Tuesday, August 31, 2010

So it's all girls together.....


This ones got me baffled.  I see (l to r) The Ladybirds, Cilla Black, Lulu, Susan Maughn, unknown blonde, Elkie Brooks, Marianne Faithful, unknown and Julie Rogers.

Dean Parrish Live!

Here's a video I shot of Dean Parrish with musical backing provided by The Soul Set (no karaoke backing tracks here kids) tearing into "I'm On My Way" live onstage as part of "Dig Deeper's" monthly soul night at Southpaw in Brooklyn, N.Y. , U.S.A. Saturday August 28th, 2010.  At about 0:25 in he comes down into the audience (and knocks down my pint which I'd set on the edge of the steps, with his mike cable, sorry bout that Dean) so it was a bit dark to shoot but you can still hear him.  Enjoy!

Friday, August 27, 2010

August Pick's

1. THE FRATELLIS-"Chelsea Dagger"
I'm rarely amused/aroused or interested in anything remotely contemporary.  I know I've heard this song in a TV commercial (probably for some movie).  Anyway I heard it in my local last month and it sounded good with a few pints down.  I played it on iTunes and it was still good, so 99 cents later it was mine.  Catchy little bit of mid 90's Brit-pop sounding "lad music" even if they look like complete tw*ts.

Another dreadful example of why I don't need to own another CD when I've got fantastic tracks like this 60's soul number right under my nose!  This ones real moody and has some great depth on the vocals and the cheezy organ tops it off!  From the ultra cool Rhino "Beg Shout And Scream" big 'ol box of soul.

3. THE MOODY BLUES-"Dr. Livingstone I Presume" (Live BBC)
Deram's 2 CD Moody Blues "Live BBC" CD has given me great enjoyment over the past year or so I've had it.  I've found many of the tracks on it, like this one, better their "studio" incarnations and this one is no exception to that rule thanks to some very cool Mellotron action that's not heard on the LP version.

Not the California longhairs but a U.K. pop duo who cut two 45's for Decca.  This one was from '67 and embodies that great era of soulful, well produced/orchestrated Decca/Deram psych pop that I'm always on about.  I'll take this over the Jagger mincing CA garage band any day.

Hear "Requiem":


5. DONOVAN-"Mellow Yellow" (Live BBC)
I'm a sucker for any 60's U.K. Beeb sessions, this one came via some less than legal means on a CD a friend comped me.  It's interesting because the horns so so much better and fuller than on the record on this version making this cool song even better.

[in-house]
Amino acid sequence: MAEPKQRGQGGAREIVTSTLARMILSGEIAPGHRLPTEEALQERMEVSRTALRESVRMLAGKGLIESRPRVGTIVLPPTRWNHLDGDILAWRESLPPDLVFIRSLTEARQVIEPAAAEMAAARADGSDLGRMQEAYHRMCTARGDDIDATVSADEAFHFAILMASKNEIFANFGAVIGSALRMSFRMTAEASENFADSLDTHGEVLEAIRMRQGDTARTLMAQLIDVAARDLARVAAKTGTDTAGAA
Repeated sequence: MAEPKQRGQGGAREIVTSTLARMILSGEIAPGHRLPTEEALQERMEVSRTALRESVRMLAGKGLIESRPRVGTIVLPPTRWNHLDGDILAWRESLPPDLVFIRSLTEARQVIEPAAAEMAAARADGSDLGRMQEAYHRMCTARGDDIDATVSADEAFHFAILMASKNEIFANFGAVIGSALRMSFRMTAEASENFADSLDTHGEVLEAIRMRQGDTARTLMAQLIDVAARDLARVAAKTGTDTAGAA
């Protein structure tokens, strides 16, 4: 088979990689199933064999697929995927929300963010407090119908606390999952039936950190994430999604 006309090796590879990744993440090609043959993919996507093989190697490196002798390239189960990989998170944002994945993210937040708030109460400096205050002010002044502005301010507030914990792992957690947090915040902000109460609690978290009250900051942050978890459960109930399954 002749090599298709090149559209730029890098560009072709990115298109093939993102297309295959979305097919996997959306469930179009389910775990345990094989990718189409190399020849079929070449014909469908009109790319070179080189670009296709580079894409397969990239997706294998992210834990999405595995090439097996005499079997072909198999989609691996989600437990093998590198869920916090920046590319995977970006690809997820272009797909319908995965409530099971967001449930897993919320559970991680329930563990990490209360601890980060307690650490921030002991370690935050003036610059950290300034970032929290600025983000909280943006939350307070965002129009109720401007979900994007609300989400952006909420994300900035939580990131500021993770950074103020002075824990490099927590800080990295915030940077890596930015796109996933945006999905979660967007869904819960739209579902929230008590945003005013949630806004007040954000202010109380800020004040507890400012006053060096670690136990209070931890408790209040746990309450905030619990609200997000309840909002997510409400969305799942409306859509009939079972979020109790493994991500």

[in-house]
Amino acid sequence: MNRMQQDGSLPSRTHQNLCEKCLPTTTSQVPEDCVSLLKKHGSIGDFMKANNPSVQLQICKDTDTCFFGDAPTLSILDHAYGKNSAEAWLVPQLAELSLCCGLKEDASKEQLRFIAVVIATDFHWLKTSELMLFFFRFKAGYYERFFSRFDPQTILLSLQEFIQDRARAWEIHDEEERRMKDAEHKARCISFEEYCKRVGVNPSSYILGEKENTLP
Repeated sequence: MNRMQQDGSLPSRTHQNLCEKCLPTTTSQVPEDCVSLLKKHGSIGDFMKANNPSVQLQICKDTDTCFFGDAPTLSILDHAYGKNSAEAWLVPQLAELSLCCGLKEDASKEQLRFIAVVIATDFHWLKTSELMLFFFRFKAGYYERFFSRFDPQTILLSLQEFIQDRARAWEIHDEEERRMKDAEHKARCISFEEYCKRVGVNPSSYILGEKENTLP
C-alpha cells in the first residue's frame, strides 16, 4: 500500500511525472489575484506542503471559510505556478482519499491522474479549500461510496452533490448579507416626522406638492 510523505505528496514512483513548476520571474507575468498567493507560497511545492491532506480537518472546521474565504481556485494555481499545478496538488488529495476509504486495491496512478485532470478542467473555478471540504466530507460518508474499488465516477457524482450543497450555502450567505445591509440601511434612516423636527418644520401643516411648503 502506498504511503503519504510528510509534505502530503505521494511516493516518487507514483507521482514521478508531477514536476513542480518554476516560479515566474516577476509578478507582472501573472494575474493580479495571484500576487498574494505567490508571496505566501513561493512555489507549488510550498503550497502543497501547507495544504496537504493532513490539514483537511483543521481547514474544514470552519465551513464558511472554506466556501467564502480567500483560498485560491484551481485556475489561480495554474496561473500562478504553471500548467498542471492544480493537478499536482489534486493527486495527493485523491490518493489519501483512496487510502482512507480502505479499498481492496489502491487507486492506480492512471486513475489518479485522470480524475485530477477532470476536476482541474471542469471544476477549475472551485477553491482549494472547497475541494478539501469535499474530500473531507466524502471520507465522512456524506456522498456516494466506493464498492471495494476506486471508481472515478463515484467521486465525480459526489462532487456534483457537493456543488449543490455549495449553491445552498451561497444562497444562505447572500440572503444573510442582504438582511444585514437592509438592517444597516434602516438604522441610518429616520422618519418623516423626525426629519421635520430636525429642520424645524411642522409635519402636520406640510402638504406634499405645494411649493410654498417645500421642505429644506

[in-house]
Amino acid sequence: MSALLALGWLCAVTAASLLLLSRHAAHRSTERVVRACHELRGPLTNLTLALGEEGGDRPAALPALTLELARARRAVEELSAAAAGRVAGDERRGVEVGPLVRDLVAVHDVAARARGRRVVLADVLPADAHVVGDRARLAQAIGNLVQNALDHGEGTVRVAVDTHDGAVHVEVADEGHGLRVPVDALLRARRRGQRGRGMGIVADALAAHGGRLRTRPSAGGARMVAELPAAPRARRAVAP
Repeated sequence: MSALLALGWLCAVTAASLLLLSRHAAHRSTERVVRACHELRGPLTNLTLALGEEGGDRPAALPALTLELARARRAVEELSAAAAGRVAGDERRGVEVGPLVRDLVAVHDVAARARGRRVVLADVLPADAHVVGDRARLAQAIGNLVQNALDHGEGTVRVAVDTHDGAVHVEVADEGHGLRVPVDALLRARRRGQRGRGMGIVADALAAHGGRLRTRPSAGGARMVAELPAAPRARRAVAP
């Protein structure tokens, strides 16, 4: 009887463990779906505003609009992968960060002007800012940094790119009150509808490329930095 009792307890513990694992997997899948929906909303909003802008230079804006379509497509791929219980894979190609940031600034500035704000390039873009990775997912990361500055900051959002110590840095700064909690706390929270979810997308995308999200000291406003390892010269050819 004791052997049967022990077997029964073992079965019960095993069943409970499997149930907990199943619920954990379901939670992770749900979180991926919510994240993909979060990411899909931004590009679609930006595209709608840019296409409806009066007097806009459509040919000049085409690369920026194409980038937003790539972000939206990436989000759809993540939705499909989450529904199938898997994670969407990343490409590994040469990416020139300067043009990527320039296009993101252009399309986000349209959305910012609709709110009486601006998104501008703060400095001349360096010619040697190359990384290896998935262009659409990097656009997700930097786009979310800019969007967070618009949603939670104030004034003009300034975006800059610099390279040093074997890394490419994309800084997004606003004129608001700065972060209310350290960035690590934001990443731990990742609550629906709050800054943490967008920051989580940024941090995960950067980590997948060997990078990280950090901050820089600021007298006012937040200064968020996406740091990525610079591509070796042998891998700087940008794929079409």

6. THE CHORDS-"Maybe Tomorrow"
Like most of the '79 mod bands the Chords have reunited, unlike most of them I still like The Chords (and Squire and The Purple Hearts).  Good for them (and hopefully for their fans as well). This was one of my fave '79 singles back when I was a young mod and it still hold up with it's angst, energy and sheer power.

7. MADNESS-"N.W 5"
A more recent number by the Nutty Boys from a freebie CD I got last year from either "Mojo" or "Uncut" of "London Songs" it shows Madness style have a knack for great piano driven melodies with very British vocals and sweeping strings.  Pure magic.

8. ANDY LEWIS-"The Secret Life Of A.J. Lewis"
These days he's Paul Weller's bass player but Andy is more than just that and an artist in his own right.  His debut CD on Acid Jazz ("Billion Pound Project") had some amazing tracks on it, none more so than this instrumental toe tapper that contains everything that would convince you this was from the late 60's from it's harpsichord, strings, femme "la la la la's", sitar and a sax solo that sounds dead off a Larry Page LP.  Best played while zooming around in an automobile (with manual transmission for full effect) at high speeds.

Hear "The Secret Life Of A.J. Lewis":


9. NORMAN CONQUEST-"Upside Down"
One of the crown jewel's of Bam Caruso's "Rubble Volume 8: All the Colours Of Darkness" is this brilliant little ditty from 1968 by a studio concoction by the legendary John Pantry.  The whole thing is incredibly blue as it's not a terribly happy song but it's mild organ and phlanged piano add to the doom and gloom of this masterpiece.

Hear "Upside Down":


10. DEAN PARRISH-"I'm On My Way"
Despite the best attempts of the Northern Soul mafia to drive this number into the ground I'll always dig it.  I've never been quite sure how it became such a dancefloor sensation at Wigan or wherever the hell else it received it's "legend" status with all it's tempo changes.  But one thing is for certain, Dean's voice is in full form on it and the production/orchestration is amazing from the female backing vocals to the fuzz guitar intro to the flute and horns.  I'm looking fordward to seeing Dean on 8/28 at the Dig Deeeper (see above) event he's playing. Keep the faith!

Hear "I'm On My Way":


Thursday, August 26, 2010

Cool Foreign E.P. Sleeves Part Thirteen:Jacques Dutronc

JACQUES DUTRONC-l'opportuniste/la lecon de gymanistique du professeur dutronc/amour, toujours, tendresse, caresse/transes-dimanche E.P. France Disques Vogue EPL 8640 1968

Oscar-Club Of Lights

OSCAR-Club Of Lights/Waking Up U.K. Reaction 591003 1966